Watch out for additional information about the event to be posted on the ACT Restorative Practice website in coming weeks. www.canberrarestorativecommunity.space

General enquiries to Alison Brook at abrook@relationships.org.au.
Media enquiries to Lyn Larkin (02) 61629300 or llarkin@relationships.org.au.


Copyright © 2018 Relationships Australia Inc, All rights reserved. 
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ACT Law Reform Advisory Council Progress Report "Canberra - becoming a restorative city" released

The ACT Law Reform Advisory Council (LRAC) has now completed its Progress Report on Canberra - becoming a restorative city based on an initial round of consultations.  LRAC examined the fostering of restorative practices in the ACT with a focus on legal and justice dimensions.  A restorative approach can lead to creative solutions to shared problems using restorative processes which have the potential to promote safer and more connected communities. 

The LRAC Paper covers a range of new issues as well as additional information on the questions raised in the Issues Paper.  LRAC hopes to hear from more members of our community in the second round of consultations.  The date for next round of submissions is 30 March 2018.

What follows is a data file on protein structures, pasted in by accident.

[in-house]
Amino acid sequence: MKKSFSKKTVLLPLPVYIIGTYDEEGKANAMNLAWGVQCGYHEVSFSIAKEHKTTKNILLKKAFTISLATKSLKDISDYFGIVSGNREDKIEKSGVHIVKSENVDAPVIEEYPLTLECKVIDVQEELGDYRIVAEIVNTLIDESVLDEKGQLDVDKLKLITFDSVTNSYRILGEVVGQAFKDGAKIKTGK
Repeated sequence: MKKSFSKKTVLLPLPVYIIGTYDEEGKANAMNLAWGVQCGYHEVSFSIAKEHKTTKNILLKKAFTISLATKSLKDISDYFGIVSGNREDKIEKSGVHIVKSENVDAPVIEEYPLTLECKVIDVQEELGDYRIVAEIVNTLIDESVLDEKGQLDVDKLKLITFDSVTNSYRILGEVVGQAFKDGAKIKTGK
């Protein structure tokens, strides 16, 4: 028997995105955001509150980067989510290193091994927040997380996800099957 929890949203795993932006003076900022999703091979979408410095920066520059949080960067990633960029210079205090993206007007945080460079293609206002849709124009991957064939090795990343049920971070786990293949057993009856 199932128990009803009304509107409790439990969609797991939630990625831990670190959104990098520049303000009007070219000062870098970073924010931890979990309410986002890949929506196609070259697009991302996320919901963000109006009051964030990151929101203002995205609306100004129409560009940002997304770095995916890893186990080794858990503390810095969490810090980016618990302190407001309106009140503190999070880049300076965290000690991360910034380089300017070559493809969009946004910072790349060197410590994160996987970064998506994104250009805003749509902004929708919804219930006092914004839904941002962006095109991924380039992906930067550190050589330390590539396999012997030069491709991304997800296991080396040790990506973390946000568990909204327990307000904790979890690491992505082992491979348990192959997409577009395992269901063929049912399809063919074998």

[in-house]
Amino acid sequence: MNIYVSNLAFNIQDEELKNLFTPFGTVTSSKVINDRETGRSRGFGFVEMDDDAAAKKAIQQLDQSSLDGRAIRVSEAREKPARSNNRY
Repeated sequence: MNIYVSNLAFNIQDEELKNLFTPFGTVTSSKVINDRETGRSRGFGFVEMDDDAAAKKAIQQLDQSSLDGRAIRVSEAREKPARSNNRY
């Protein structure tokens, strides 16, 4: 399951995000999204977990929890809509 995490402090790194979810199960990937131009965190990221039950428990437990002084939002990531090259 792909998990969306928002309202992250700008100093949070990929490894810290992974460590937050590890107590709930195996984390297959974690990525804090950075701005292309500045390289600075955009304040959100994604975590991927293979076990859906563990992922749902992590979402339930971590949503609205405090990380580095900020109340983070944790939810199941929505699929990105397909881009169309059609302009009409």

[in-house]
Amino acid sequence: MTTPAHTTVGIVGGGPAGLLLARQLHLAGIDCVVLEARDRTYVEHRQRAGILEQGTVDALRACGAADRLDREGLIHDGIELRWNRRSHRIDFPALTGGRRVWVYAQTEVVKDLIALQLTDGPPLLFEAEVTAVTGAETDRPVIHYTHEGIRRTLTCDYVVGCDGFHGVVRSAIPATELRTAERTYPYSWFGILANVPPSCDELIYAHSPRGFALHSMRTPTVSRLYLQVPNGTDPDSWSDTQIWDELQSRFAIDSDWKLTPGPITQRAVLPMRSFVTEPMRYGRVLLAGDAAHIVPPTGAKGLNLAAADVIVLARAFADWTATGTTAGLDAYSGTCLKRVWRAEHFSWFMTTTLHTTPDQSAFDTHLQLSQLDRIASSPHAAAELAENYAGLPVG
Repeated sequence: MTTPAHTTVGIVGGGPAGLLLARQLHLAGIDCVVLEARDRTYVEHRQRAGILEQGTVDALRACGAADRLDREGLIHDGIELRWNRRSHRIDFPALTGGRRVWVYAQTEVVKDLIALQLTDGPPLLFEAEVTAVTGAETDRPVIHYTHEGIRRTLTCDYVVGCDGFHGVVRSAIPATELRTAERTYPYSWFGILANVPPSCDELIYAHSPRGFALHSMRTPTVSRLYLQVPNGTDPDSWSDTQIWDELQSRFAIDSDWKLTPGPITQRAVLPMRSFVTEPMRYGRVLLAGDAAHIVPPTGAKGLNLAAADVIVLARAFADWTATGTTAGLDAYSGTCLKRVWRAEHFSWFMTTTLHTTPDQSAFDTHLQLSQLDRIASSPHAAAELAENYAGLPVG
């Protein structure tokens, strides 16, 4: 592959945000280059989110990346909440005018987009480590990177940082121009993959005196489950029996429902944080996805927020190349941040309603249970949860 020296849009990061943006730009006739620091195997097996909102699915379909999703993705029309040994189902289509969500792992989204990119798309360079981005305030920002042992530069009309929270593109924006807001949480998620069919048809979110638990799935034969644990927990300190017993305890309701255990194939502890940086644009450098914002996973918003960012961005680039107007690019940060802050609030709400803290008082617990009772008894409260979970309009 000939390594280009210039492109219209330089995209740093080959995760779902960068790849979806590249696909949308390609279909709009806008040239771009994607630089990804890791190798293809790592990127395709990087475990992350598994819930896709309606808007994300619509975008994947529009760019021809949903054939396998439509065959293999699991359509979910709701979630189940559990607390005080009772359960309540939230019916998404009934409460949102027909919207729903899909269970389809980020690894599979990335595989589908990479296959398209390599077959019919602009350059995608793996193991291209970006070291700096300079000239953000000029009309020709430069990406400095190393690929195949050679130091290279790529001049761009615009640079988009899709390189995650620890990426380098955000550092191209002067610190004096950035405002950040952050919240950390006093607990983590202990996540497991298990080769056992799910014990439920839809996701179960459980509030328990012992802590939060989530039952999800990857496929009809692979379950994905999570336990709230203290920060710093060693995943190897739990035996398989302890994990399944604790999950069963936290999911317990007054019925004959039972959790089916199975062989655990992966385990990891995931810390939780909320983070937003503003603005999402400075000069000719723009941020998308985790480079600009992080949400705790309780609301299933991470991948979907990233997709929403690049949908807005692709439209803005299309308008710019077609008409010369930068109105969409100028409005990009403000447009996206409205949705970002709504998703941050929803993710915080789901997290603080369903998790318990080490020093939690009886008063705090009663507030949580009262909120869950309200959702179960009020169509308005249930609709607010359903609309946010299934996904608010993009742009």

The Issues Paper and the Progress Report can be viewed at: http://cdn.justice.act.gov.au/resources/uploads/JACS/PDF/Final_Progress_Report_for_Minister_-_8_December_2017.pdf

Canberra Restorative Community - Upcoming Events

With so many folks and organisations involved in the Canberra Restorative Community Network, we are keen to promote all the events, training, seminars, informal gatherings and special events you are holding. By supporting each others efforts, there is collective learning and impact.  Please email us if you have an event or information you would like to share with the network of 500+.  

Restorative health care vision for Canberra



This project intends to infuse the characteristics of strength and resilience of Aboriginal people into a Restorative Health Care framework for enabling Aboriginal voice in hospital practice, governance and consumer engagement processes- it is hoped the outcomes from this research will be incorporated into the new University of Canberra Public Hospital, due to open in 2018.

The 2017 Prime Minister’s ‘Closing the Gap’ Report reveals that efforts to reduce healthcare inequity have failed to meet 6 out of 7 targets, leading to his comment, “we must do things differently.” This research seeks to address suffering experienced by First Australians from a failure to close the health equity gap. At the core of this project is the intent that Aboriginal peoples’ voices are heard in the hospital setting.